Orchestra conductor Mark Mandarano knows that Mac students are enthusiastic about exploring many interests. For the more than 50 students in his orchestra, music is an essential piece of that exploration.
But for most of them, it’s not the only part—and that’s just fine with Mandarano. As he explains, the orchestra allows students to take music as seriously as they want to. “There are a lot of paths for people who have diverse interests, for people who take music seriously but want to explore things like literature and chemistry,” Mandarano says. “Mac students are fully engaged. There are those who are involved in many things—football, track, other clubs—in addition to those who are music majors or minors.”
“There are a lot of paths for people who have diverse interests, for people who take music seriously but want to explore things like literature and chemistry,” Mandarano says. “Mac students are fully engaged.”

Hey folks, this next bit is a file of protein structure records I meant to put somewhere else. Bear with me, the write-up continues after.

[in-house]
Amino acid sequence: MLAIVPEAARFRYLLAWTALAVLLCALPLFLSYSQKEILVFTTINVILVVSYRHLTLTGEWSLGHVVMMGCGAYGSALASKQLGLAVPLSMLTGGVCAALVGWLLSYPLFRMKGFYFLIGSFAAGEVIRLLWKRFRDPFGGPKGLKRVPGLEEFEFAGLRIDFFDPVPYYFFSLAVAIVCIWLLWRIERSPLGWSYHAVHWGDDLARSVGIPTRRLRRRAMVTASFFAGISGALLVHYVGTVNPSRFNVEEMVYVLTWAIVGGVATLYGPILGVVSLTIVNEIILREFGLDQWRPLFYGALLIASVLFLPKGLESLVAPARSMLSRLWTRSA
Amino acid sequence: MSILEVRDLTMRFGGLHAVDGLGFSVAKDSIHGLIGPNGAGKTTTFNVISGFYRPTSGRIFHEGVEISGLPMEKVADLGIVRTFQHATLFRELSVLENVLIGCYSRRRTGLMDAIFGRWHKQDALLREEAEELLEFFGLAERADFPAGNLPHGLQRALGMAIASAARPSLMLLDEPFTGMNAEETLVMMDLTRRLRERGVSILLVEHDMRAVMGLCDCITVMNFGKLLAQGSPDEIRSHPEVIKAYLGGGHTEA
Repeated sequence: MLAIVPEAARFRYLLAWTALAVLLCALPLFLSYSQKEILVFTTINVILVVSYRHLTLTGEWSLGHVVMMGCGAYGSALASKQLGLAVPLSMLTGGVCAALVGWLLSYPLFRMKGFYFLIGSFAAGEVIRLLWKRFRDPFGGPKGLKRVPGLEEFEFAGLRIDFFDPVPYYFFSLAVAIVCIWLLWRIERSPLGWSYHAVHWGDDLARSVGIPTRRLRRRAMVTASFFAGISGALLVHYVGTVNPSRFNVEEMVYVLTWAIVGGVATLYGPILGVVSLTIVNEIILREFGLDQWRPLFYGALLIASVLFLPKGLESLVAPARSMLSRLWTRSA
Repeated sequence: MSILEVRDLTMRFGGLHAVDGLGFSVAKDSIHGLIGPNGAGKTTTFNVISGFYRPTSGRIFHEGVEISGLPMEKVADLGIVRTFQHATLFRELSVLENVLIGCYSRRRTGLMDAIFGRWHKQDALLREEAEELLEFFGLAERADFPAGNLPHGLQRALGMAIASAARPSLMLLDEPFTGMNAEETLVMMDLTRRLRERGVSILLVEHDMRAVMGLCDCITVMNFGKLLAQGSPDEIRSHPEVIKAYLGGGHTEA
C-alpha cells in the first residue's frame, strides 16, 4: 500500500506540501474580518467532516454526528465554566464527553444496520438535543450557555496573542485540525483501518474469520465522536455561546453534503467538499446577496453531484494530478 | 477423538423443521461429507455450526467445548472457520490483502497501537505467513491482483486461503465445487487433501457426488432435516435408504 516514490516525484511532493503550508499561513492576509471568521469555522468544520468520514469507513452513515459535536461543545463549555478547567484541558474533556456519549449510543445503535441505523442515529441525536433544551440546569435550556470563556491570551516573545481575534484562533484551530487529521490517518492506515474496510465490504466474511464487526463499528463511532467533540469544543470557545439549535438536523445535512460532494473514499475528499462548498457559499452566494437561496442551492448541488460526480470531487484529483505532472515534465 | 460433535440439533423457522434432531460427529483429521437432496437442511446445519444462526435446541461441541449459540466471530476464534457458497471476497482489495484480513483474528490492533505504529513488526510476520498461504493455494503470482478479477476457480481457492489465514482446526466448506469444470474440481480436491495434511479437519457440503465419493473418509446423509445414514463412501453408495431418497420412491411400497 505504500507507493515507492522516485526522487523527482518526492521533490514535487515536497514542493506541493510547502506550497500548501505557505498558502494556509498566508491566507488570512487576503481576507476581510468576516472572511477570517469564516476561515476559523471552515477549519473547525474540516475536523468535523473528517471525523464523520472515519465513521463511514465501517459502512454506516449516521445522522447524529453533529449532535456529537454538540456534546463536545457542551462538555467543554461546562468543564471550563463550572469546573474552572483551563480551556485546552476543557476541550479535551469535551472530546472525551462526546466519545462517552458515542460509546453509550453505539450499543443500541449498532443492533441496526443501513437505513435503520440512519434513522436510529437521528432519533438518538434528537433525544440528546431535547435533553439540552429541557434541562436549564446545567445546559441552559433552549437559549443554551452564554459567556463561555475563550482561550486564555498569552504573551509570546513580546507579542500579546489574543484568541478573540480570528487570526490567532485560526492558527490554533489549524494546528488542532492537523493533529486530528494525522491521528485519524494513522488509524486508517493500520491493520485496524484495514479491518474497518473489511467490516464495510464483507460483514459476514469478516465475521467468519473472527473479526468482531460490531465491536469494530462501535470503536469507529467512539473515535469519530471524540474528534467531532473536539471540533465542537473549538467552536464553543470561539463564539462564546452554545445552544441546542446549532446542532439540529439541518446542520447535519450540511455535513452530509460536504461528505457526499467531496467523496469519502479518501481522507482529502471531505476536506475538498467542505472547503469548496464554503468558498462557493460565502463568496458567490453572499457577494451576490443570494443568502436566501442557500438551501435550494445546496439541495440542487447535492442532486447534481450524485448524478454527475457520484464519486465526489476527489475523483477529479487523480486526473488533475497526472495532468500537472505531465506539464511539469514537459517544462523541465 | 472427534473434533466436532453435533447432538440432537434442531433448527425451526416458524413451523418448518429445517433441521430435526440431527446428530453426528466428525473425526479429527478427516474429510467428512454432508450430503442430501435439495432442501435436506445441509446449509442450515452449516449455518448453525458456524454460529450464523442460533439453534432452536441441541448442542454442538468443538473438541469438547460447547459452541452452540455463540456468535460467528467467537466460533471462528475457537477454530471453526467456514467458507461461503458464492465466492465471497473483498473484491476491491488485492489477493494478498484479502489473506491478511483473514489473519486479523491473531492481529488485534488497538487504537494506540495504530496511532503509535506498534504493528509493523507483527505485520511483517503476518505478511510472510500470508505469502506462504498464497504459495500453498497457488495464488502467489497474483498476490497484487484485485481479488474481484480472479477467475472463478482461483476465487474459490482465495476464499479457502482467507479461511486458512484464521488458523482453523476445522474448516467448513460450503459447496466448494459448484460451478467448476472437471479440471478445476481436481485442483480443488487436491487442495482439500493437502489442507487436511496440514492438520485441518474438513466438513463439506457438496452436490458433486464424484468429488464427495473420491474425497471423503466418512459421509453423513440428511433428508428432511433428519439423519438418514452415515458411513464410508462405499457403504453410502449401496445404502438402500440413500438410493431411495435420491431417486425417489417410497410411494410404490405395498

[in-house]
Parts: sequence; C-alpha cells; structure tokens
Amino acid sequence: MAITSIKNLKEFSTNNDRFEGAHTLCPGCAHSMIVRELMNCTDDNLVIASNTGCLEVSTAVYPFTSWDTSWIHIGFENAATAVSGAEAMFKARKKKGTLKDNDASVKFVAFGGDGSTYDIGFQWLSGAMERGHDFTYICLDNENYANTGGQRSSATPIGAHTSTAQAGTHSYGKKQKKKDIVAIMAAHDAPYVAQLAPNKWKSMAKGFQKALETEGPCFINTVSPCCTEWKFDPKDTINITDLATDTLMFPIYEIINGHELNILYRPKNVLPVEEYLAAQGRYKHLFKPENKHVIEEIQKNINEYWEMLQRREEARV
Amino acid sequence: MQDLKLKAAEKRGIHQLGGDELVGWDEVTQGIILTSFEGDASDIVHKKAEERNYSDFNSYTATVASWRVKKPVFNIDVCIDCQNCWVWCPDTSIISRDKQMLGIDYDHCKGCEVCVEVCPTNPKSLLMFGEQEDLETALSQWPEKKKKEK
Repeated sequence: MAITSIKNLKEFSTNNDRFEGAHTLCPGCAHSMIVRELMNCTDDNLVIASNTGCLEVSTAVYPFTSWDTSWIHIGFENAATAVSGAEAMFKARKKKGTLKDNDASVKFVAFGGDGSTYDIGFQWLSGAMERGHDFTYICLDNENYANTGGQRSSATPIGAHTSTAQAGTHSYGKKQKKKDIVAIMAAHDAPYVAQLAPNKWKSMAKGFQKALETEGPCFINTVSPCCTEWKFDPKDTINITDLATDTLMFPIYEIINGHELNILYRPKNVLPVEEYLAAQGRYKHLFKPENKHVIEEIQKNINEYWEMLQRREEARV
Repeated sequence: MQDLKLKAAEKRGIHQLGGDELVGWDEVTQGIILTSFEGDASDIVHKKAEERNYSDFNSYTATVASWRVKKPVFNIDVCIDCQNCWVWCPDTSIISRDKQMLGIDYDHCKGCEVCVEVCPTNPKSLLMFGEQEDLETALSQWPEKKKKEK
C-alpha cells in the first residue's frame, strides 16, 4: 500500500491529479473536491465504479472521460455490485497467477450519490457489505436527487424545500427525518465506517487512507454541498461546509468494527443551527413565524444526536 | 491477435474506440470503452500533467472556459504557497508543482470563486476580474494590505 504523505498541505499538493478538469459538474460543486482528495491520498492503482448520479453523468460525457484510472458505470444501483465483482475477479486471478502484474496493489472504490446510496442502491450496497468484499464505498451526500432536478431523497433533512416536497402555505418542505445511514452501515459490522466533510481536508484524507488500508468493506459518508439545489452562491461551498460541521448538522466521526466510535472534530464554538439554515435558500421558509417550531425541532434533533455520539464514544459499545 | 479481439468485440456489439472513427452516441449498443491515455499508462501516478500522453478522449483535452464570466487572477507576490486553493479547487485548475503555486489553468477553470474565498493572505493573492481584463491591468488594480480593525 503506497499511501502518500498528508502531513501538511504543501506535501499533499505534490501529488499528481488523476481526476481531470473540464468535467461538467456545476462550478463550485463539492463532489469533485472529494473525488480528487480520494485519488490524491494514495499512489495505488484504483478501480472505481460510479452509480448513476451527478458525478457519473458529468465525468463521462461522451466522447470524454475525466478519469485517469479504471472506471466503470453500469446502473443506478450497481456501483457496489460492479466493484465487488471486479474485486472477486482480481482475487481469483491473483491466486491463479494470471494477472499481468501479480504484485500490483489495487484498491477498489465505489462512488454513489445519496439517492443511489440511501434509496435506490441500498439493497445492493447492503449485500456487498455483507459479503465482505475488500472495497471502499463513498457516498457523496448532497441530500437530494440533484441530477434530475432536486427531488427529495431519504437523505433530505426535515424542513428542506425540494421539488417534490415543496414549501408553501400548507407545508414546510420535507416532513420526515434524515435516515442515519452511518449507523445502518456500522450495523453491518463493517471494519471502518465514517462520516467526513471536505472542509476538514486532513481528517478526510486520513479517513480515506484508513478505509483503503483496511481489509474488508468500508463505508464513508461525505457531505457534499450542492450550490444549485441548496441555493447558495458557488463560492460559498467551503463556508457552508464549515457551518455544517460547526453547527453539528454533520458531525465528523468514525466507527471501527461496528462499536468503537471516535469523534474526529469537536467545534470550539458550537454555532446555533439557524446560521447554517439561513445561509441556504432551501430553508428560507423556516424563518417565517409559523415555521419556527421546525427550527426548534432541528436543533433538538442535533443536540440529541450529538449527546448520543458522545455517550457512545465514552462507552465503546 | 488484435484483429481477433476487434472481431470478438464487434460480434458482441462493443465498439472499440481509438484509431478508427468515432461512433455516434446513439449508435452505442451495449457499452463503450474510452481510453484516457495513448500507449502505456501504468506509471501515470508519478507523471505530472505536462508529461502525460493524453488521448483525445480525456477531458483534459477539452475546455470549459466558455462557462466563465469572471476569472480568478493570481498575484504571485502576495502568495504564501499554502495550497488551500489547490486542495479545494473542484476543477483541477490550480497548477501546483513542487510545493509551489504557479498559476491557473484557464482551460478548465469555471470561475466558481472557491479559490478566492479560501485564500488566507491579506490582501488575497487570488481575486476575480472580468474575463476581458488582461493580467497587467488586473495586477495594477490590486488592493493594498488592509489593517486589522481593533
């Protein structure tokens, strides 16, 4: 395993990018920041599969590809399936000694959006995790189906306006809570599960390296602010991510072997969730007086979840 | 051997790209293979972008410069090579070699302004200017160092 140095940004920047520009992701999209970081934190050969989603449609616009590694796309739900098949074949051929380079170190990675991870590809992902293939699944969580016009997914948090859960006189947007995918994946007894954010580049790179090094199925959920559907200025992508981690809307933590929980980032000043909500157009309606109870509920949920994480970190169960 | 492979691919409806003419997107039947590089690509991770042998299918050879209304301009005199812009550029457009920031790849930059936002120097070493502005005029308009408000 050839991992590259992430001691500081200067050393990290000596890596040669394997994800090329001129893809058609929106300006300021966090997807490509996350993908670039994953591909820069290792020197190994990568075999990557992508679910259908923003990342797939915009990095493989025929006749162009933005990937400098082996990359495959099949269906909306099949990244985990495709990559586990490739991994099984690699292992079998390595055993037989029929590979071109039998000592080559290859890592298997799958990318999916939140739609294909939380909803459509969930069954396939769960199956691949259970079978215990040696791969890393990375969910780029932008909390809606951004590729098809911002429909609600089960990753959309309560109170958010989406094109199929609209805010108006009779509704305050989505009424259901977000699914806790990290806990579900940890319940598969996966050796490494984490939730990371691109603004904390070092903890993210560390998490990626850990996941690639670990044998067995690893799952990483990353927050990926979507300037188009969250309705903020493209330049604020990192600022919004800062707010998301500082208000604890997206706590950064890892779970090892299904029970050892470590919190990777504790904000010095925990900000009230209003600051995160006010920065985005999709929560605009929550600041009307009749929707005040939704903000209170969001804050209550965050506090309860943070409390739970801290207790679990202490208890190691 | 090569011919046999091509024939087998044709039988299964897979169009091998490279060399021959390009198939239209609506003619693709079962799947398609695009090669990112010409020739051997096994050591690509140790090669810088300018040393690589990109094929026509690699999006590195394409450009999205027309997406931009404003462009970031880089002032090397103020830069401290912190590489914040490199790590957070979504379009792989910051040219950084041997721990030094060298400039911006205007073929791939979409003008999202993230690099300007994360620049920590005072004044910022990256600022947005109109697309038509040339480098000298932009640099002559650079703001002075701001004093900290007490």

One of those music majors, senior Sam Tygiel (San Francisco), says the combination of students creates a good group dynamic. “It’s an interesting mix of musicians and talents—you have people who are honing their craft and people who are just doing it for fun,” says Tygiel, who balances orchestra, flute ensemble, and thrice-weekly lessons with the rest of his coursework. “There’s a fun atmosphere, but we’re trying to turn that into a polished product, too. Orchestral music isn’t something you do if you don’t want to do it well.”
In addition to adjusting to Mandarano’s conducting style, students tackled a fall concert repertoire that included works by Schubert, Beethoven, Bach, Martinu, and Dvorak. This was also their first semester rehearsing and performing in the newly renovated and expanded music building. “It’s a spectacular, state-of-the-art, gorgeous facility, with more than enough room and resources,” Mandarano says. “It has everything you could want.”
January 7 2013Back to top